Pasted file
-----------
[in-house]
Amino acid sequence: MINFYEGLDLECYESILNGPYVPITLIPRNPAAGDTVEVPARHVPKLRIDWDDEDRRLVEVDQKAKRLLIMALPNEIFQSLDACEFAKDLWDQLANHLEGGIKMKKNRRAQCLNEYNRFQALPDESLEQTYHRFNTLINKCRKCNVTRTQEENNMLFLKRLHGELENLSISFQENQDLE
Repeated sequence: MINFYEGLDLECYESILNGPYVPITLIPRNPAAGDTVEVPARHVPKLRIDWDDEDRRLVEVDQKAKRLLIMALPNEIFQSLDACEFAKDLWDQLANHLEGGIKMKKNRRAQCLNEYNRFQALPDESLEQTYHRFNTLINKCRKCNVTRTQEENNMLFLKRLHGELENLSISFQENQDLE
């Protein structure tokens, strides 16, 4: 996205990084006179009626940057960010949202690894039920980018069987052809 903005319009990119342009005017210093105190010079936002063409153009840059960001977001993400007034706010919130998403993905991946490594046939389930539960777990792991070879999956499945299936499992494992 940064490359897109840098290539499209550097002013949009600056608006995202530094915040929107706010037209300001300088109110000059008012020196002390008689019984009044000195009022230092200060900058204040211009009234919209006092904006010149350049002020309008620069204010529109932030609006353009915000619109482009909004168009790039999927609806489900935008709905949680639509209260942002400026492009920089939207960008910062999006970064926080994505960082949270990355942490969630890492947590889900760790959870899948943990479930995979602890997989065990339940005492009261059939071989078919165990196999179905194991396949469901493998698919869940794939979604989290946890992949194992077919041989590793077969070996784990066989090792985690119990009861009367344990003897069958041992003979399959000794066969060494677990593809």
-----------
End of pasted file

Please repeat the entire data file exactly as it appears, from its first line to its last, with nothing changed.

[in-house]
Amino acid sequence: MINFYEGLDLECYESILNGPYVPITLIPRNPAAGDTVEVPARHVPKLRIDWDDEDRRLVEVDQKAKRLLIMALPNEIFQSLDACEFAKDLWDQLANHLEGGIKMKKNRRAQCLNEYNRFQALPDESLEQTYHRFNTLINKCRKCNVTRTQEENNMLFLKRLHGELENLSISFQENQDLE
Repeated sequence: MINFYEGLDLECYESILNGPYVPITLIPRNPAAGDTVEVPARHVPKLRIDWDDEDRRLVEVDQKAKRLLIMALPNEIFQSLDACEFAKDLWDQLANHLEGGIKMKKNRRAQCLNEYNRFQALPDESLEQTYHRFNTLINKCRKCNVTRTQEENNMLFLKRLHGELENLSISFQENQDLE
């Protein structure tokens, strides 16, 4: 996205990084006179009626940057960010949202690894039920980018069987052809 903005319009990119342009005017210093105190010079936002063409153009840059960001977001993400007034706010919130998403993905991946490594046939389930539960777990792991070879999956499945299936499992494992 940064490359897109840098290539499209550097002013949009600056608006995202530094915040929107706010037209300001300088109110000059008012020196002390008689019984009044000195009022230092200060900058204040211009009234919209006092904006010149350049002020309008620069204010529109932030609006353009915000619109482009909004168009790039999927609806489900935008709905949680639509209260942002400026492009920089939207960008910062999006970064926080994505960082949270990355942490969630890492947590889900760790959870899948943990479930995979602890997989065990339940005492009261059939071989078919165990196999179905194991396949469901493998698919869940794939979604989290946890992949194992077919041989590793077969070996784990066989090792985690119990009861009367344990003897069958041992003979399959000794066969060494677990593809």